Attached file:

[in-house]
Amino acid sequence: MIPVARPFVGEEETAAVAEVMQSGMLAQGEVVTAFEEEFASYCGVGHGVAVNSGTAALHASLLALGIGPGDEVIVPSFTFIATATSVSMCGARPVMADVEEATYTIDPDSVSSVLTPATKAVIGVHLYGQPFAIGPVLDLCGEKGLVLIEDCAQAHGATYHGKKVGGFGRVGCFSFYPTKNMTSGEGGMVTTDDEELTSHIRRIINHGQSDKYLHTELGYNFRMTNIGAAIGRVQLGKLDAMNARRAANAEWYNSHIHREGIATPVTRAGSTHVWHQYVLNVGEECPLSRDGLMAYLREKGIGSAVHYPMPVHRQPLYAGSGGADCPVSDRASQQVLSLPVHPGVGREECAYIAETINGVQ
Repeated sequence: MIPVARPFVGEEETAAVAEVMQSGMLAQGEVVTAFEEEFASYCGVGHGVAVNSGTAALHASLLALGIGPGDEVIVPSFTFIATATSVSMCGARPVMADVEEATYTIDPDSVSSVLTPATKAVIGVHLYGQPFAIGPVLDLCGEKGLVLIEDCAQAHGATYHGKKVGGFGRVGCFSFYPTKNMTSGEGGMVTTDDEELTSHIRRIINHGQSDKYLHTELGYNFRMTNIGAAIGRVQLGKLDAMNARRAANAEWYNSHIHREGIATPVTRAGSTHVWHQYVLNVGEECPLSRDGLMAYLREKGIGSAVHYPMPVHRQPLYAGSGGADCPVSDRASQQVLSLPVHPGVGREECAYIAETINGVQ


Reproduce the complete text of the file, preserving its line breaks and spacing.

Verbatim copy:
[in-house]
Amino acid sequence: MIPVARPFVGEEETAAVAEVMQSGMLAQGEVVTAFEEEFASYCGVGHGVAVNSGTAALHASLLALGIGPGDEVIVPSFTFIATATSVSMCGARPVMADVEEATYTIDPDSVSSVLTPATKAVIGVHLYGQPFAIGPVLDLCGEKGLVLIEDCAQAHGATYHGKKVGGFGRVGCFSFYPTKNMTSGEGGMVTTDDEELTSHIRRIINHGQSDKYLHTELGYNFRMTNIGAAIGRVQLGKLDAMNARRAANAEWYNSHIHREGIATPVTRAGSTHVWHQYVLNVGEECPLSRDGLMAYLREKGIGSAVHYPMPVHRQPLYAGSGGADCPVSDRASQQVLSLPVHPGVGREECAYIAETINGVQ
Repeated sequence: MIPVARPFVGEEETAAVAEVMQSGMLAQGEVVTAFEEEFASYCGVGHGVAVNSGTAALHASLLALGIGPGDEVIVPSFTFIATATSVSMCGARPVMADVEEATYTIDPDSVSSVLTPATKAVIGVHLYGQPFAIGPVLDLCGEKGLVLIEDCAQAHGATYHGKKVGGFGRVGCFSFYPTKNMTSGEGGMVTTDDEELTSHIRRIINHGQSDKYLHTELGYNFRMTNIGAAIGRVQLGKLDAMNARRAANAEWYNSHIHREGIATPVTRAGSTHVWHQYVLNVGEECPLSRDGLMAYLREKGIGSAVHYPMPVHRQPLYAGSGGADCPVSDRASQQVLSLPVHPGVGREECAYIAETINGVQ